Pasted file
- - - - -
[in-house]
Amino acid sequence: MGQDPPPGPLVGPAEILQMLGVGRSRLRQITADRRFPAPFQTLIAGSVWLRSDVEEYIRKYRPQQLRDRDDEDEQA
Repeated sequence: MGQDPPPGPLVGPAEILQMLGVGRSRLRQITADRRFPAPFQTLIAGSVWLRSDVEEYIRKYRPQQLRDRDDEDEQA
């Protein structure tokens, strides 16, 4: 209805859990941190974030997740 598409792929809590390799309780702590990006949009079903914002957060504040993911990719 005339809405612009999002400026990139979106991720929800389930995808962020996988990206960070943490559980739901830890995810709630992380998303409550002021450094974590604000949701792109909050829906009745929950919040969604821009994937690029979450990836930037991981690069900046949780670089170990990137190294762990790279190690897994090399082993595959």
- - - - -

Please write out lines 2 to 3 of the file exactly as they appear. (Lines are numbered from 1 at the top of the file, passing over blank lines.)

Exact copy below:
Amino acid sequence: MGQDPPPGPLVGPAEILQMLGVGRSRLRQITADRRFPAPFQTLIAGSVWLRSDVEEYIRKYRPQQLRDRDDEDEQA
Repeated sequence: MGQDPPPGPLVGPAEILQMLGVGRSRLRQITADRRFPAPFQTLIAGSVWLRSDVEEYIRKYRPQQLRDRDDEDEQA